Date of Award
Master of Arts (MA)
Morris , Keith
Palmer , R Barton
Relying on the work of poststructuralists Michel Foucault, Judith Butler, and Judith Halberstam for their findings on gender and sexuality, as well as the sociological study of intersexed individuals by Sharon Preves, this thesis will show the identity construction of the intersexed both before and after intervention by closely charting their plight as it is presented in Michel Foucault's Herculine Barbin (1980) and Jeffrey Eugenides's Middlesex (2003). These texts vary greatly in historical significance, genre, and audience, but nevertheless suggest the same argument regarding the construction of identity. Ultimately, it is the self whose definition is of the greatest importance. This work expands on the importance and process of constructing an accurate gendered identity by focusing on desire for the other and for the desire of the other with a discussion of the relationship between the subject and object. It will also address the body as restrictive and oppressive, but also as a sanctuary which houses difference and the idea of isolation versus socialization, the concept of finding oneself, but doing so by rejecting society. Society may mark and mangle, may suggest and single out, those who do not conform to the standard norms, but as is evident by the desire of both Barbin and Calliope to shed the confining eye of society to escape into isolation, one's gendered identity must be created independently from what others perceive as appropriate.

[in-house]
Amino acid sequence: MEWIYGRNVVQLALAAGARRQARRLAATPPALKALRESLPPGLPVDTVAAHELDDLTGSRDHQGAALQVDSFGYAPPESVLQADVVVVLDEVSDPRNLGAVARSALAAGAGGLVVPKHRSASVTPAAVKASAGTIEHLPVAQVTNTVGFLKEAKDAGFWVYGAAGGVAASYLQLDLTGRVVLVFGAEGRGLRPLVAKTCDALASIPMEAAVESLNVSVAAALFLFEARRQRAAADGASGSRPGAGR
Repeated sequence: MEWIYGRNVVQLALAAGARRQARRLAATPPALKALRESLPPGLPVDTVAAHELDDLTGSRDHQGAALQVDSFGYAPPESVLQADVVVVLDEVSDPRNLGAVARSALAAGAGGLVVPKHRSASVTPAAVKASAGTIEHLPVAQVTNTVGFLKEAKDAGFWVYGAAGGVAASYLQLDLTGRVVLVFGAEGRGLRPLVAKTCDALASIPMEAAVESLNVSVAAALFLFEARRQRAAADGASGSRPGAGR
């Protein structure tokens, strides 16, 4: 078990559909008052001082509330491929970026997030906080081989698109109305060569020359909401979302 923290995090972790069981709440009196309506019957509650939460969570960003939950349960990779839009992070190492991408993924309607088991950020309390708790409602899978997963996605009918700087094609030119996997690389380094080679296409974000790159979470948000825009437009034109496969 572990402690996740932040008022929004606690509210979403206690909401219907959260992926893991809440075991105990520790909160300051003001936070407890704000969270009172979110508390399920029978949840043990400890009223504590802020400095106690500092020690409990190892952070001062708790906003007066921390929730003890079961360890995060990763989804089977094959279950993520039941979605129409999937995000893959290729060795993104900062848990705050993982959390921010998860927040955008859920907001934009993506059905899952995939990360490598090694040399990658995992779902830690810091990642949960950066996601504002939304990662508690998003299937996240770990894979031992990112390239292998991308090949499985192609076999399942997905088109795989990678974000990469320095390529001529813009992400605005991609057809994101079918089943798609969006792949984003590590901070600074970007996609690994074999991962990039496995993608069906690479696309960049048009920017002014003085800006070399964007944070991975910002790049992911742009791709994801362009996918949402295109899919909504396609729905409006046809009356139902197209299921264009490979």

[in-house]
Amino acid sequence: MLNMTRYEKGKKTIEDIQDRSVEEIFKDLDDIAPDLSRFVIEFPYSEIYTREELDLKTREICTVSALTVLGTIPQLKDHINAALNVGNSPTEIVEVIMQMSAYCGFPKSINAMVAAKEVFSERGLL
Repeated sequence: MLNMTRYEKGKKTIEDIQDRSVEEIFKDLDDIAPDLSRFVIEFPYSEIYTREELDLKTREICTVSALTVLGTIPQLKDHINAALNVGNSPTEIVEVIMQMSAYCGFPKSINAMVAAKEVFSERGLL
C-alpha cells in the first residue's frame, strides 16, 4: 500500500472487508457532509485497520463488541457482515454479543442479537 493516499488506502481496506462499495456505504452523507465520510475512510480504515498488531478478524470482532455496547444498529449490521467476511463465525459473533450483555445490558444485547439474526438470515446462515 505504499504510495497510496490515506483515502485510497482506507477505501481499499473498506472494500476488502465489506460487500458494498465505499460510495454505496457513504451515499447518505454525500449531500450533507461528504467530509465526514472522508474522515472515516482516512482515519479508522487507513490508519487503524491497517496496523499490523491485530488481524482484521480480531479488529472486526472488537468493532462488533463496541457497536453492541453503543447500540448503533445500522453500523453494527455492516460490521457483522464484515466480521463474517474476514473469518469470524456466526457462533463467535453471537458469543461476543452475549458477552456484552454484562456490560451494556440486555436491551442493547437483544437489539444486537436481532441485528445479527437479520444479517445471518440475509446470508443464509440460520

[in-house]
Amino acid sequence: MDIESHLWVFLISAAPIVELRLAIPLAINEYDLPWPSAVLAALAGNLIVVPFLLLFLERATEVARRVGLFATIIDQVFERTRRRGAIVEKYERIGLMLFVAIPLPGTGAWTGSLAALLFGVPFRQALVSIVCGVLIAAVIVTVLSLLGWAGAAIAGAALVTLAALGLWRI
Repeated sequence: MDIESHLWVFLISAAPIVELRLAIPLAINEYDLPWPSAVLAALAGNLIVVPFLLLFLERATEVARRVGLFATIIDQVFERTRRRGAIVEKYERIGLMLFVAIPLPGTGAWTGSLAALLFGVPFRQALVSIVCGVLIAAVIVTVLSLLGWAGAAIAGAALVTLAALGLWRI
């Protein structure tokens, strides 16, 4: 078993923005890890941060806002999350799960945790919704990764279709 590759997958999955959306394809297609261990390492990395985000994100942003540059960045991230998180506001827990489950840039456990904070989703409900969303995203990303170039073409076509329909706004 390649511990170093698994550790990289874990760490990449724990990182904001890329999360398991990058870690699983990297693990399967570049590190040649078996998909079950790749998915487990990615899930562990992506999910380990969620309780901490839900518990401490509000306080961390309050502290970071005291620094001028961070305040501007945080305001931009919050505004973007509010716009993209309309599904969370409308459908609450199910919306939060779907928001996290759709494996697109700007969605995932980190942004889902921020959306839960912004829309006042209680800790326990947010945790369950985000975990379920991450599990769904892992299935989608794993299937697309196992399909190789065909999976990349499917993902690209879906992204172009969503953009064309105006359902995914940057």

Andrew, Allison, "Intersexed, Intertext: A Critique of Limited Gender Identity in Herculine Barbin and Middlesex" (2009). All Theses. 585.